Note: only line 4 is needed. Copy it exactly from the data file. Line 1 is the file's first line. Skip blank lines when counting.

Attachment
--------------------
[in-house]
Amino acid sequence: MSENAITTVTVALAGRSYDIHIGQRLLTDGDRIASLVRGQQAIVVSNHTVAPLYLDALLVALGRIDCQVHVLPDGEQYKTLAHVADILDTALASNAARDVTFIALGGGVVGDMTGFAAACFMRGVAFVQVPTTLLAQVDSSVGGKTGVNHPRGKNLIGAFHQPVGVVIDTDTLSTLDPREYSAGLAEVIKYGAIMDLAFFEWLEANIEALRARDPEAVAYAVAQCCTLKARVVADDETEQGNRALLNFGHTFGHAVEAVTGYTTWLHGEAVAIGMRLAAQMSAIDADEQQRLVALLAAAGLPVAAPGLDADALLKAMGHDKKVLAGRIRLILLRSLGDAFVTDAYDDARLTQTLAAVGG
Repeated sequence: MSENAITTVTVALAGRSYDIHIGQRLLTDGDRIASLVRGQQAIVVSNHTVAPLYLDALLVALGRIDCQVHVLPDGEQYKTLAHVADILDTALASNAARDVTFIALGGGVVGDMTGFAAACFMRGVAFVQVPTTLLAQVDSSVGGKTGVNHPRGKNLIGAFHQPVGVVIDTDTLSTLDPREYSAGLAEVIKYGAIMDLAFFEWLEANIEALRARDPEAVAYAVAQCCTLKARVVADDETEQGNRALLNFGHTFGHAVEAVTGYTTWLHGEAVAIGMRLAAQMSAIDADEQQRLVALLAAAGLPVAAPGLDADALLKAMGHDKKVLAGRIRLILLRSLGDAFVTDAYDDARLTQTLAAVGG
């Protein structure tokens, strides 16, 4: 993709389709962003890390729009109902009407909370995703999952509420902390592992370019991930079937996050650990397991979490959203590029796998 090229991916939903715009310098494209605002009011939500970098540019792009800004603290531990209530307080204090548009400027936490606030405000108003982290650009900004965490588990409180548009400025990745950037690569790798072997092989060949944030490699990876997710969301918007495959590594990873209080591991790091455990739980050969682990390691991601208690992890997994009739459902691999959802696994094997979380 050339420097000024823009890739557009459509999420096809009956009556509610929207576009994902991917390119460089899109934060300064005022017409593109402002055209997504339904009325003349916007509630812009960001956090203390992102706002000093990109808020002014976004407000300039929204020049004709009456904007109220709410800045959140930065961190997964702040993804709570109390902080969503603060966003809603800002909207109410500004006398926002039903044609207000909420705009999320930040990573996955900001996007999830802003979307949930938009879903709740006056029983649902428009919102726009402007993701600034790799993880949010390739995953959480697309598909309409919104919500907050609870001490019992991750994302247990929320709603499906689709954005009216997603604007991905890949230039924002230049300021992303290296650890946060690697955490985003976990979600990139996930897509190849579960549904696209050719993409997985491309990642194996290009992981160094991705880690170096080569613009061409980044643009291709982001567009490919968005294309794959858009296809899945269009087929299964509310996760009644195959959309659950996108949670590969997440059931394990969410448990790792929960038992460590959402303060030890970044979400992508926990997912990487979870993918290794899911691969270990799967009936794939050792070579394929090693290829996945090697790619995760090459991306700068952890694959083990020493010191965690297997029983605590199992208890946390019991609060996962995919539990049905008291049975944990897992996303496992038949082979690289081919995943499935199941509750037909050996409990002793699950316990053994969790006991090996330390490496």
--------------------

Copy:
């Protein structure tokens, strides 16, 4: 993709389709962003890390729009109902009407909370995703999952509420902390592992370019991930079937996050650990397991979490959203590029796998 090229991916939903715009310098494209605002009011939500970098540019792009800004603290531990209530307080204090548009400027936490606030405000108003982290650009900004965490588990409180548009400025990745950037690569790798072997092989060949944030490699990876997710969301918007495959590594990873209080591991790091455990739980050969682990390691991601208690992890997994009739459902691999959802696994094997979380 050339420097000024823009890739557009459509999420096809009956009556509610929207576009994902991917390119460089899109934060300064005022017409593109402002055209997504339904009325003349916007509630812009960001956090203390992102706002000093990109808020002014976004407000300039929204020049004709009456904007109220709410800045959140930065961190997964702040993804709570109390902080969503603060966003809603800002909207109410500004006398926002039903044609207000909420705009999320930040990573996955900001996007999830802003979307949930938009879903709740006056029983649902428009919102726009402007993701600034790799993880949010390739995953959480697309598909309409919104919500907050609870001490019992991750994302247990929320709603499906689709954005009216997603604007991905890949230039924002230049300021992303290296650890946060690697955490985003976990979600990139996930897509190849579960549904696209050719993409997985491309990642194996290009992981160094991705880690170096080569613009061409980044643009291709982001567009490919968005294309794959858009296809899945269009087929299964509310996760009644195959959309659950996108949670590969997440059931394990969410448990790792929960038992460590959402303060030890970044979400992508926990997912990487979870993918290794899911691969270990799967009936794939050792070579394929090693290829996945090697790619995760090459991306700068952890694959083990020493010191965690297997029983605590199992208890946390019991609060996962995919539990049905008291049975944990897992996303496992038949082979690289081919995943499935199941509750037909050996409990002793699950316990053994969790006991090996330390490496």